Even as I write, I can hear you say, “This picture sounds so warm and cozy, but you’re living in a dreamland! Most marriages are as frosty as the Arctic! What about the scourge of gender-based violence in our society? What about abusive husbands and women’s rights? Doesn’t man’s headship mean woman’s inferiority and oppression? Isn’t patriarchy everything that’s wrong with the world?”

Given the nature of our fallen world, it is natural to be suspicious of authority. We see its abuse everywhere we look. All of us bring baggage to the idea of authority. We carry baggage from the dysfunctional marriages we’ve seen and those we’ve personally experienced. We also carry ideological baggage from the ideas we’ve been taught as fact since the rise of feminism in the 1960’s.

Listen to the solutions proposed by two radical feminists:

“Under patriarchy, no woman is safe to live her life, or to love, or to mother children. Under patriarchy, every woman is a victim, past, present, and future. Under patriarchy, every woman’s daughter is a victim, past, present, and future. Under patriarchy, every woman’s son is her potential betrayer and also the inevitable rapist or exploiter of another woman” (Andrea Dworkin).

“The nuclear family must be destroyed… Whatever its ultimate meaning, the break-up of families now is an objectively revolutionary process…. No woman should have to deny herself any opportunities because of her special responsibilities to her children… Families will be finally destroyed only when a revolutionary social and economic organization permits people’s needs for love and security to be met in ways that do not impose divisions of labor, or any external roles, at all” (Linda Gordon).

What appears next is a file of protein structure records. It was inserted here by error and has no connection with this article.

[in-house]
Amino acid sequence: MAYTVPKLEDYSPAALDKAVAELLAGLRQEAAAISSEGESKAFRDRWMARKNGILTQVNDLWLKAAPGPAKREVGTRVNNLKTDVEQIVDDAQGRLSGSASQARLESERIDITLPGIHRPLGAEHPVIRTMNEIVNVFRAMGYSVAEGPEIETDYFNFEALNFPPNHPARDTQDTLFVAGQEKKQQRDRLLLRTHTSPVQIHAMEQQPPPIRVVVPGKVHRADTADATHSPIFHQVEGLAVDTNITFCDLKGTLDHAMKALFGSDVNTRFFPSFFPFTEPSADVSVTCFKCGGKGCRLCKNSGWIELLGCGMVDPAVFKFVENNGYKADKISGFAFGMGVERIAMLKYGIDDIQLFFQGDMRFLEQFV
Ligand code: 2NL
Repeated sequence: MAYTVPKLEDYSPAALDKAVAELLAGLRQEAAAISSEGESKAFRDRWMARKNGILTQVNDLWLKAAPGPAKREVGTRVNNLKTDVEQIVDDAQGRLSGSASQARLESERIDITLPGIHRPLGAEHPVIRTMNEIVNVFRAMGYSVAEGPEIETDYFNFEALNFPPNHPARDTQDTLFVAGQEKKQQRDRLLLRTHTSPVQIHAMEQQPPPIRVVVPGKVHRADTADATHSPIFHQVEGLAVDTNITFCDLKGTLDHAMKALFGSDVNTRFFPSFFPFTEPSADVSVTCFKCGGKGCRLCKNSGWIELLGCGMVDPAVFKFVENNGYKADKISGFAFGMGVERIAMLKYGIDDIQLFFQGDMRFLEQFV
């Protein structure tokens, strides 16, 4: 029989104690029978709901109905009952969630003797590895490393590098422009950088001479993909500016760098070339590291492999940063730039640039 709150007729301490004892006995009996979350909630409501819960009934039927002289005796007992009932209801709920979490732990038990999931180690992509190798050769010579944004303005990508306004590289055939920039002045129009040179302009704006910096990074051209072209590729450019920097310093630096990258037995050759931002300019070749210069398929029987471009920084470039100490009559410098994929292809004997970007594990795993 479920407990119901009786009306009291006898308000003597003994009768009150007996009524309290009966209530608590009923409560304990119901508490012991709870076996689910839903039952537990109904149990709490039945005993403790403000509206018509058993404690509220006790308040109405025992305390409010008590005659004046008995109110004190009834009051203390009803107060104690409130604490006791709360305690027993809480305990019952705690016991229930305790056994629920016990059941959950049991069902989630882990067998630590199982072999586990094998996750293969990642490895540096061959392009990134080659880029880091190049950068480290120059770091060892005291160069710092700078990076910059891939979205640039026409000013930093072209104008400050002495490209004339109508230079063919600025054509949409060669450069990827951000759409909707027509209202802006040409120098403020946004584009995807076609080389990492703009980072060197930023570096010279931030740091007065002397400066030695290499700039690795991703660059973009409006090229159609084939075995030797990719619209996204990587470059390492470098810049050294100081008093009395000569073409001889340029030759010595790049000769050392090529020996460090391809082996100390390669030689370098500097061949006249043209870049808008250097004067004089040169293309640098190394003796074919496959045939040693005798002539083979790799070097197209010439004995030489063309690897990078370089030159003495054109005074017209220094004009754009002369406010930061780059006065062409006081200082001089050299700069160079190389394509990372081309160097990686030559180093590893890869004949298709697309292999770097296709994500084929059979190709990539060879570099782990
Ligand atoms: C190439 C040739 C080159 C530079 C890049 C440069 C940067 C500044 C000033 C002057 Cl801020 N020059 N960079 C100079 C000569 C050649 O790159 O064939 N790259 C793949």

The problem is that if we allow our ideological baggage and bad experiences to define what manhood and womanhood are, we will be be swept away by the cultural tsunami, which leaves only hatred and misery in its wake. Our current society is living proof of that, with exponentially rising rates of divorce, single mothers, fatherless children, gender-based violence and every other type of abuse and neglect. After 60 years of feminist ideology and #MenAreTrash and #MeToo, there is still an abundance of passive men, abusive men, men engrossed in porn, men who neglect to lead their families, men who cannot even govern themselves or make their own beds, men who are completely confused about their role and identity. There is still an abundance of abused women, aggressive women, resentful women, distracted women, depressed women, overworked women, women who are completely confused about their role and identity. Despite women’s rights enshrined in law, in reality male domination and female victimhood remain the norm. Feminism has proved to be a terrible counsellor. No, if we want whole marriages, we must not seek counsel from our bankrupt cultural norms. We need to cling to God’s truth and do marriage God’s way, for “you, however, did not come to know Christ that way” (Eph 4:20).

Christ’s way.

Scripture shows us a much better way than male domination or feminism. It involves the redemption, not the destruction of a husband’s authority in the home. Marital roles are actually not about who does what in the home, but they are ultimately a worship issue. Do we submit to God’s revealed will in this area of authority?

On his final journey to Jerusalem, Christ offered a radically different picture of roles and authority than our culture. He showed us that authority doesn’t need to be toppled, but redeemed. His disciples, James and John were jostling to sit in the places of honour (Mark 10:35-38). Like us, they saw everything through the lens of personal power and glory. They expected a Messiah who would operate the way worldly politicians do, wielding power for personal gain. But Jesus’s response to his disciples was striking.